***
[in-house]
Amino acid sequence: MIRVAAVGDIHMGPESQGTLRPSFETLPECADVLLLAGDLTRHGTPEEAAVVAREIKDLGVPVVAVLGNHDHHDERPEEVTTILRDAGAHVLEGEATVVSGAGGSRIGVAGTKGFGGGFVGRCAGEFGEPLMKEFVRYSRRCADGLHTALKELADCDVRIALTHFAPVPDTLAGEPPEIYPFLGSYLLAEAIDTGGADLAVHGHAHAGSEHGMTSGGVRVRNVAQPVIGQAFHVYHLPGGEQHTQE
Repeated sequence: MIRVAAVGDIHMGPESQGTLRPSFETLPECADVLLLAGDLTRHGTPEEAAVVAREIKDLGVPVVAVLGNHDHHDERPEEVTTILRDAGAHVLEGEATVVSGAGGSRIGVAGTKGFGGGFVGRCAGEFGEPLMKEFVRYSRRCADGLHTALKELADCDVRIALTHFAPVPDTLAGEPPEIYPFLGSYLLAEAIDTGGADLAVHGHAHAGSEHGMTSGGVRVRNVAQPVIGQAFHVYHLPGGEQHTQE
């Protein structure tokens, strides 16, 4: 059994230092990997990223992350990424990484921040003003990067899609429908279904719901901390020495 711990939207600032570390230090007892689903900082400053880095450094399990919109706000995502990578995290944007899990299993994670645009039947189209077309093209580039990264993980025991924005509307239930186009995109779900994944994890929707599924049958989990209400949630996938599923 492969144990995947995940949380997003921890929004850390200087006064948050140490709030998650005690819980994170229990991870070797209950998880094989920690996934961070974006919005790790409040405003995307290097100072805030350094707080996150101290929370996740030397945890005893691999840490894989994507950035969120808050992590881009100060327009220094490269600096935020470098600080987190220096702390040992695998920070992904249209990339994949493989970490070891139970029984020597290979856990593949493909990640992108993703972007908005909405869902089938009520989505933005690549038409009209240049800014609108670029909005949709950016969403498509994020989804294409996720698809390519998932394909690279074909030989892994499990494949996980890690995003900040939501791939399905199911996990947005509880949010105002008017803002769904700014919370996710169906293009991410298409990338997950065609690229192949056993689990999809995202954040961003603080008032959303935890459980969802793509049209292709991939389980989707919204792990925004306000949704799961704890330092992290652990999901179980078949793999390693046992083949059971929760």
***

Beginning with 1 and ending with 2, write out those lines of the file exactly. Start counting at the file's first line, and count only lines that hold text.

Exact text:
[in-house]
Amino acid sequence: MIRVAAVGDIHMGPESQGTLRPSFETLPECADVLLLAGDLTRHGTPEEAAVVAREIKDLGVPVVAVLGNHDHHDERPEEVTTILRDAGAHVLEGEATVVSGAGGSRIGVAGTKGFGGGFVGRCAGEFGEPLMKEFVRYSRRCADGLHTALKELADCDVRIALTHFAPVPDTLAGEPPEIYPFLGSYLLAEAIDTGGADLAVHGHAHAGSEHGMTSGGVRVRNVAQPVIGQAFHVYHLPGGEQHTQE